and early 1900's, noted Chuck. "From the beginning,
many local families have relied on the income from
investments, workers' payrolls, royalty payments, plus
the free gas," said the new president of the UNOGAS.
"Our area may not have the large wells found in Texas
and other areas, but we do have oil and gas production
worth going after. Local investing through joint
ventures and family operations has kept the industry
alive. Monroe County has led the state of Ohio in new
well drilling permits for several years. There has
also been outside operators make their way into our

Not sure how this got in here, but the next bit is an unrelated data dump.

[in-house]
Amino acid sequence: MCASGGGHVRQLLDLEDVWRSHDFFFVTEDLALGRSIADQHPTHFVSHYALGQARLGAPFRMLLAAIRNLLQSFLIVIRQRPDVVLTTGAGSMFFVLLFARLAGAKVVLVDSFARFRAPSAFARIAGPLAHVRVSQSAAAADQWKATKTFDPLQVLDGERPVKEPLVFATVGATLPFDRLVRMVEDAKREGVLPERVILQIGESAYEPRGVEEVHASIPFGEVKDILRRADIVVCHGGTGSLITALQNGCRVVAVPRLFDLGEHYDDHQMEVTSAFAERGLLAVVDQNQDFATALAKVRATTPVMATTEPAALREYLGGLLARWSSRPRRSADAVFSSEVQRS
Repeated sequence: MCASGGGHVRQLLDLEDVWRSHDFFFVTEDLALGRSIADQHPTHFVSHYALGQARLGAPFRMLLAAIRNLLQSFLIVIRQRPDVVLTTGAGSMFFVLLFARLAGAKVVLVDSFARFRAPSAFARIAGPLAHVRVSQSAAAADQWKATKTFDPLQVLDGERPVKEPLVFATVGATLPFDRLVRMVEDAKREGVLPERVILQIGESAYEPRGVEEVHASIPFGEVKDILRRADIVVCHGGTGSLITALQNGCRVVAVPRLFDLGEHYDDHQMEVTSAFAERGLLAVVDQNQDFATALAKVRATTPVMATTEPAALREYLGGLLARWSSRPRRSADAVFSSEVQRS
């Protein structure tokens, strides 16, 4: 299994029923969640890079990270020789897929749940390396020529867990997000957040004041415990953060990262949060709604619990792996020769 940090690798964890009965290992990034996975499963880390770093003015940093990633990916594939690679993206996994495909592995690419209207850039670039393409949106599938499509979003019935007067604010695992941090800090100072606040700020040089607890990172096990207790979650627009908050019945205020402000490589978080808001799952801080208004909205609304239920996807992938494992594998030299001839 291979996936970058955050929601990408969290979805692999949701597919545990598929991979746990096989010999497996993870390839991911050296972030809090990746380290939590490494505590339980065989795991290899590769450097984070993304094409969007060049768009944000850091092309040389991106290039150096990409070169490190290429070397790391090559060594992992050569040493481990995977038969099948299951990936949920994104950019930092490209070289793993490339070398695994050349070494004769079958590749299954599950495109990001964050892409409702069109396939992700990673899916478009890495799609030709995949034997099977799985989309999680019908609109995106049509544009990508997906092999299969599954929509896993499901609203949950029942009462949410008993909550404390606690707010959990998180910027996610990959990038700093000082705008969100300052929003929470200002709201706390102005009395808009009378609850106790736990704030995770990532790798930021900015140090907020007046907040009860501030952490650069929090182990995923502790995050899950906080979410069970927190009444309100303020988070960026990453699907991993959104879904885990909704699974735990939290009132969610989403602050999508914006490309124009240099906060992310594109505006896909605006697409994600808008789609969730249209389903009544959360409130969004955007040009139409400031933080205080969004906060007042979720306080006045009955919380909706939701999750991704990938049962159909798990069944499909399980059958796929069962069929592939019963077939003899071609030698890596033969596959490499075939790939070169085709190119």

area."
According to Chuck, the local wells are being drilled
with the new style rotary drilling method by Monroe
Drilling of Woodsfield and R. Wolfe Drilling of
Athens, but there are still a few drilling operations
being done in our area with the old spudder concept.
With the old style cable or spudder drilling, as
noted by the Dyes, it took about 24 hours to drill
approximately 100 feet; the rotary drilling equipment
can drill 100 feet per hour!
Current wells are from 2600-2700 feet deep. Walt
feels that in the future wells will be going deeper
and will require more space between the wells.
According to Ohio drilling requirements, to drill
1,000-1,999 feet requires 10 acres of committed
ground; to go 2,000 to 3,999, requires 20 acres and
anything 4,000 feet or more requires at least 40
acres.
According to the Dyes, leases are pretty much
standard and normally the landowners receive a
measurable amount of gas to heat one dwelling.